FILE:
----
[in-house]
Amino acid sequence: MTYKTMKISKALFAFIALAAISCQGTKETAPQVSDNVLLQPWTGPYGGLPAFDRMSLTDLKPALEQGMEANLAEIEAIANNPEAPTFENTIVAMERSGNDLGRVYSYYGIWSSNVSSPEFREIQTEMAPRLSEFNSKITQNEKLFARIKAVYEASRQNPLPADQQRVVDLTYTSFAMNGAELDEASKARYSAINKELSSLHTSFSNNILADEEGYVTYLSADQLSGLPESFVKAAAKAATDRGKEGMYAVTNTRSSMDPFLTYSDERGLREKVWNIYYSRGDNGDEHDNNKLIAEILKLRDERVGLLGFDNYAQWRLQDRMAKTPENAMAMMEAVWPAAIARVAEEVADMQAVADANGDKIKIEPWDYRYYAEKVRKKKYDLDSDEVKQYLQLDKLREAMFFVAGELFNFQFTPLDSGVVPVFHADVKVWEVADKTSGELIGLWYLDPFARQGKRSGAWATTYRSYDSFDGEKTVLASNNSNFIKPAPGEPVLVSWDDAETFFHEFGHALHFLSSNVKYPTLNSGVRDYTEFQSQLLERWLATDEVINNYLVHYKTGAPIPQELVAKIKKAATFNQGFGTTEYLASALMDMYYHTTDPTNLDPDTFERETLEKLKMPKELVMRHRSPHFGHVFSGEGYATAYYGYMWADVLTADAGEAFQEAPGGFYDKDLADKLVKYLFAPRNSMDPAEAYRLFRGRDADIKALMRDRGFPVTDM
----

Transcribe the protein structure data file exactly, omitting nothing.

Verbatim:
[in-house]
Amino acid sequence: MTYKTMKISKALFAFIALAAISCQGTKETAPQVSDNVLLQPWTGPYGGLPAFDRMSLTDLKPALEQGMEANLAEIEAIANNPEAPTFENTIVAMERSGNDLGRVYSYYGIWSSNVSSPEFREIQTEMAPRLSEFNSKITQNEKLFARIKAVYEASRQNPLPADQQRVVDLTYTSFAMNGAELDEASKARYSAINKELSSLHTSFSNNILADEEGYVTYLSADQLSGLPESFVKAAAKAATDRGKEGMYAVTNTRSSMDPFLTYSDERGLREKVWNIYYSRGDNGDEHDNNKLIAEILKLRDERVGLLGFDNYAQWRLQDRMAKTPENAMAMMEAVWPAAIARVAEEVADMQAVADANGDKIKIEPWDYRYYAEKVRKKKYDLDSDEVKQYLQLDKLREAMFFVAGELFNFQFTPLDSGVVPVFHADVKVWEVADKTSGELIGLWYLDPFARQGKRSGAWATTYRSYDSFDGEKTVLASNNSNFIKPAPGEPVLVSWDDAETFFHEFGHALHFLSSNVKYPTLNSGVRDYTEFQSQLLERWLATDEVINNYLVHYKTGAPIPQELVAKIKKAATFNQGFGTTEYLASALMDMYYHTTDPTNLDPDTFERETLEKLKMPKELVMRHRSPHFGHVFSGEGYATAYYGYMWADVLTADAGEAFQEAPGGFYDKDLADKLVKYLFAPRNSMDPAEAYRLFRGRDADIKALMRDRGFPVTDM